The police commissioner who oversees law and order in St Helens has announced she will not seek re-election.
Jane Kennedy made the announcement to the Labour Party that she would step down from her role in Merseyside ahead of the next vote in May 2020.
Ms Kennedy became Merseyside’s first Police and Crime Commissioner in November 2012 and was re-elected to serve a second term in May 2015 with 61.7 per cent of the vote.
During her six years as commissioner, she has been a vocal opponent of cuts to policing and successfully campaigned against proposed budget cuts of up to 40 per cent threatened by the then-coalition government.
She has also been instrumental in transforming Merseyside Police’s stations and buildings, including overseeing the opening of the force’s new Operational Command Centre for tackling serious and organised crime.
She has also delivered support for thousands of victims of crime, through the Victim Care Merseyside service, which helps victims of some of the most serious crimes, including rape and sexual assault, domestic abuse and child exploitation.
Ms Kennedy said: “I have been immensely privileged and honoured to serve the people of Merseyside as their first Police and Crime Commissioner.
"Merseyside Police are the most effective and efficient urban police force in the country. I have been so very proud to work alongside them as their commissioner.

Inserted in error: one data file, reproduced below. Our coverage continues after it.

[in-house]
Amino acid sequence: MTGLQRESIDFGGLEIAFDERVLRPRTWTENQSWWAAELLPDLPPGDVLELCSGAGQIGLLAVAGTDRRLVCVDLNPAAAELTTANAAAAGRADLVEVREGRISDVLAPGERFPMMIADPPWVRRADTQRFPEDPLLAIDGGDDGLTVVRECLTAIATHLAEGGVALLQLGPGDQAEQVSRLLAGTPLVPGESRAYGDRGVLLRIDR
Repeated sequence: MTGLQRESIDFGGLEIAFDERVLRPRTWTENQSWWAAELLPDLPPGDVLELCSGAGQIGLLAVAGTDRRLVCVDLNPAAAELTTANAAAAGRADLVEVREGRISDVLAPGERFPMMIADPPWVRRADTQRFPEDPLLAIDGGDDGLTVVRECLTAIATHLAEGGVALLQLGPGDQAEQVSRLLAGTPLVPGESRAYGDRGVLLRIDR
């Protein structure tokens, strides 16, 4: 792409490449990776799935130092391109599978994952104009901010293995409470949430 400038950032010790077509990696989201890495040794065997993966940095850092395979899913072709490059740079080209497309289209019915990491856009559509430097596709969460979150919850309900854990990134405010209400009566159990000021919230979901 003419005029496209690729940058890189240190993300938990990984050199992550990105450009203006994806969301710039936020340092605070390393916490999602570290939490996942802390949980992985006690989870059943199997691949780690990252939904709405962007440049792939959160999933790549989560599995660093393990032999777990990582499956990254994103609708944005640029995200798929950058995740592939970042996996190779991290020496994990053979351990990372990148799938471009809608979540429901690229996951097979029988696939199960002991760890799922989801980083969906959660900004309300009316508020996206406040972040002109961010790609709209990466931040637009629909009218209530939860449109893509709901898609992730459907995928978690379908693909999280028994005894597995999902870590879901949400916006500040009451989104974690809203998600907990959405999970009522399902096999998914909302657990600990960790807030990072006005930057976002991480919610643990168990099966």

“After considering it very carefully with my family, I have come to the decision that I will not stand for re-election next May. By that point, I will have served more than seven years as PCC, and I will be ready to step back from public life and hand over the responsibilities of this hugely important job to the next commissioner.
“I have made improving efficiency and driving vital funds to front-line policing a hallmark of my time as commissioner. I’m pleased to say that – if nothing else – compared to my predecessors, I have reduced the cost of the scrutiny of the police on Merseyside by 43 per cent. This has saved more than £1m each and every year. Money which has gone straight to Merseyside Police.
“There have been many other proud moments: thanking our former Chief Constable, Sir Jon Murphy, for 41 years of exemplary service as he too retired; appointing Chief Constable Andy Cooke QPM who is leading the Force admirably, despite the challenging circumstances; officially opening the new Operational Command Centre and securing public support for sweeping changes to the rest of the police estate and introducing Victim Care Merseyside which has provided vital support to many thousands of vulnerable victims of crime.
“While those are the headline events, there are so many other, day-to-day interactions with the officers, PCSOs and staff of Merseyside Police and the people I was elected to serve which have brought me great satisfaction and pleasure. To hear the everyday stories of bravery, dedication and service of the men and women who put on the uniform to serve the public of Merseyside has been an honour.
“I still have 14 months left in office and there is much more I wish to achieve. I will be working right up to the point that I handover to the next Commissioner and my campaign for fair funding for Merseyside Police will continue right up to that point.”
Prior to her time as Police and Crime Commissioner, Ms Kennedy was an MP for 18 years, serving as a government minister in six different departments.
She was Britain’s first female security minister, with responsibility for policing in Northern Ireland, and the first woman to hold ministerial office in the Lord Chancellor’s department with responsibility for magistrates, the judiciary and family law policy.